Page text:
The first tractate of the Babylonian Talmud, Berakhot (“benedictions”), contains a rare glimpse into Jewish pilgrimage practices in Late Antiquity. In chapter nine we find a fascinating discussion of the blessing one should recite upon visiting a place where a significant biblical miracle took place:
ברוך שעשה נסים לאבותינו במקום הזה, "Blessed are you...who performed miracles for our forefathers in this place" (m. Ber 9:1). Because the Mishnah does not specify what these places are, the following tannaitic statement (baraita) is quoted:
The majority of these places should be familiar to readers of the Bible. For the most part, they are sites of battles or major events associated with the conquest of the land of Canaan under Joshua, the obvious exception being Lot’s wife which is found in Gen 19:26. Geographically, they are roughly organized in a circle from southeast to northwest and back down to the south. So far so good; now the interesting part. The list contains one item that should strike you as odd: “the stone which Og king of Bashan wanted to throw at Israel.” King Og is mentioned twice in the Torah (Num 21:33-36; Deut 3:1-13). Like his Transjordian colleague, Sihon king of the Amorites (Num 21:23; Deut 2:30), Og refuses to grant the Israelites passage through his territory - the Bashan (today’s Golan Heights) - and is defeated militarily. The defeat of these two kings is seen by the Bible as an example of divine intervention (Ps 136:19-20). But there is no mention of any rock-throwing in the biblical account. Indeed, on the next page of the Talmud, the Gemara is confused by this statement and asks for clarification.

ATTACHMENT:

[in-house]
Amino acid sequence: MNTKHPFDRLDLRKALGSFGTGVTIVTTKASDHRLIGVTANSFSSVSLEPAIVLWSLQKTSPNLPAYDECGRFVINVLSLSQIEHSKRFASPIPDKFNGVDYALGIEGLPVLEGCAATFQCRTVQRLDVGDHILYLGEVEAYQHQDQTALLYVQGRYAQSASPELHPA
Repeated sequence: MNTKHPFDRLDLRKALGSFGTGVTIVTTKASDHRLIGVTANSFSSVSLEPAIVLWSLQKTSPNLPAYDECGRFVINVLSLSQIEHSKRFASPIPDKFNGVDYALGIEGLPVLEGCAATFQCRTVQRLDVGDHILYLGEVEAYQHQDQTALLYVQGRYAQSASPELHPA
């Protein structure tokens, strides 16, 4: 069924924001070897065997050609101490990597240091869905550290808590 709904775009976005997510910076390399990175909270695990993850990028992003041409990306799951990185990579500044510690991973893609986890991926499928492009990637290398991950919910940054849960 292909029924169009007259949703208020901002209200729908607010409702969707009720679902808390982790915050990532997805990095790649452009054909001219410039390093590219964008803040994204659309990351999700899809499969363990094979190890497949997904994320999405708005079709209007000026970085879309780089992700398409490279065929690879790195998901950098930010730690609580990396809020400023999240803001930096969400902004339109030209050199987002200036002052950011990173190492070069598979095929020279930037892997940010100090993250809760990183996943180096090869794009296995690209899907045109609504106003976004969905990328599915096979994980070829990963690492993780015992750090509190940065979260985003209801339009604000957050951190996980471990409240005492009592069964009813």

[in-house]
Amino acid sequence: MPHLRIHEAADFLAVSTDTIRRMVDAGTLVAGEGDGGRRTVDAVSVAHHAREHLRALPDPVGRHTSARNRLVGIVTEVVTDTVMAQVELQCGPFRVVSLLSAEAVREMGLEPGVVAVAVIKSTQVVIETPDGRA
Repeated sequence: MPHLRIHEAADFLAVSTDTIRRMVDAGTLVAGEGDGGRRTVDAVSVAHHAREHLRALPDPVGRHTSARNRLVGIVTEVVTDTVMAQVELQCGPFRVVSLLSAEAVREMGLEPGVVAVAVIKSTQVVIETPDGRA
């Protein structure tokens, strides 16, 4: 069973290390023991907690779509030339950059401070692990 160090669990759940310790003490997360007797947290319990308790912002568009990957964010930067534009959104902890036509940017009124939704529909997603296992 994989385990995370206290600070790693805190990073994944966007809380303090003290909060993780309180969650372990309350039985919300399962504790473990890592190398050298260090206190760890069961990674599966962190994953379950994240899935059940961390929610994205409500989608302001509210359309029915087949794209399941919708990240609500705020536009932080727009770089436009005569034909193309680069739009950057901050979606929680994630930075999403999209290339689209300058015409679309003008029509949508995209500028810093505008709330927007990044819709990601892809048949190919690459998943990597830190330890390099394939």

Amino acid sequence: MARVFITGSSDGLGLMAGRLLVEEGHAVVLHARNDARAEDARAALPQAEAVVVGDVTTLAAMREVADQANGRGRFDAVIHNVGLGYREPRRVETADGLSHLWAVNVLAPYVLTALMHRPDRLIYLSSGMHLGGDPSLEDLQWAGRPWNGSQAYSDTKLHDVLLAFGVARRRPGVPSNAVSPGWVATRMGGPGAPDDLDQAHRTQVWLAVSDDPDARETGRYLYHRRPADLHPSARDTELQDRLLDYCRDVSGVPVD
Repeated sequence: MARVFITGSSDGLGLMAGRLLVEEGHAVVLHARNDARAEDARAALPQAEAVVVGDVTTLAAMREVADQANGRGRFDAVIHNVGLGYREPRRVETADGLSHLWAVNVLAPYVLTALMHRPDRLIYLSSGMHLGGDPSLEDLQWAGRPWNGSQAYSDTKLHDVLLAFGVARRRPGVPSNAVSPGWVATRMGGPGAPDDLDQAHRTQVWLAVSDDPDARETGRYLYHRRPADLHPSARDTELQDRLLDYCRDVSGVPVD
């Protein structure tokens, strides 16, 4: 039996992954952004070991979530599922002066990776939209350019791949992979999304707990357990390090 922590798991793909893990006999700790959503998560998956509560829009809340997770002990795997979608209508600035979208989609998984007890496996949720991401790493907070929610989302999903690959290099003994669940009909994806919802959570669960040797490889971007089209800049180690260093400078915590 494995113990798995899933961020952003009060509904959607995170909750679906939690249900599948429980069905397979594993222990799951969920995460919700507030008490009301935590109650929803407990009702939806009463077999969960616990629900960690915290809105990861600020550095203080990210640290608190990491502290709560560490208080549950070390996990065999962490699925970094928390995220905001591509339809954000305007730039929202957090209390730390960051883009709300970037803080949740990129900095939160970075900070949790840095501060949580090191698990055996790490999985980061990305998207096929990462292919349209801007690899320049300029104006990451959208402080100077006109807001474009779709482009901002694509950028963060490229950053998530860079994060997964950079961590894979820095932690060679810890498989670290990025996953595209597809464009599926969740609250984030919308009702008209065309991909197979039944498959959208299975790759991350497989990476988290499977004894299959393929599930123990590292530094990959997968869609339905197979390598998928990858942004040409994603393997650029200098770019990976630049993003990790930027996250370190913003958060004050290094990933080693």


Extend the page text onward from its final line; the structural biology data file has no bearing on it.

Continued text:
This colorful midrash aggadah does a fine job explaining the rock-throwing, and even presents a novel reading of Ps 3:8. But what function does the hugeness of this rock (12 km wide) serve? Likely the huge size of the rock is inspired by the huge size of Og suggested in one of the stranger verses in the Torah (Deut 3:11):
Parenthetically, I must add that the Septuagint brilliantly translates the name עמק רפאים ("Valley of Rephaim") in 2 Sam 5:18,22 as κοιλὰς τῶν τιτάνων ("Valley of the Titans"). A truly marvelous example of religious syncretism in the Hellenistic world.
Back to the Rephaim. This race of giants likely are named after their founder, Raphah, as is suggested in 2 Sam 21:16-20. But their name may also come from the root רפה, denoting the "extinct ones", or even the "powerless ones." Contrary to what most people assume, the word for "ghosts" in the Bible, also רפאים (Ps 88:11), is unrelated to the name of this race of giants.
The off-hand mention of Og's huge iron bed in Deut 3:11 seems to be a reference to a well-known tourist attraction in the city of Rabbah, which today is the Jordanian capital of Amman. How big was this mythical bed that ancient Israelite tourists would snap pictures of? A cubit is a biblical measure which is basically the length of the forearm, or about 45 cm. If Og required a bed 9 cubits long (= 4 meters), he must have been quite a tall individual, perhaps about the size of another famous giant in the Bible: Goliath (1 Sam 17:4, “six cubits and a span”). Interestingly, while the Bible depicts Og as very tall, he is less than double the size a regular person.
Conversely, rabbinic legends like the one quoted above turn Og into something truly superhuman. For example, Abba Saul relates that while digging a grave, he came across an underground tunnel and was able to walk three parasangs (=13 km) inside of it. Later he found out that this was the femur of Og (b. Nid 24b). Another legend relates that in one meal Og would eat sixty oxen, drink a thousand measures and the volume of a single drop of his semen equaled 36 liters! (Soferim 1: 366-67).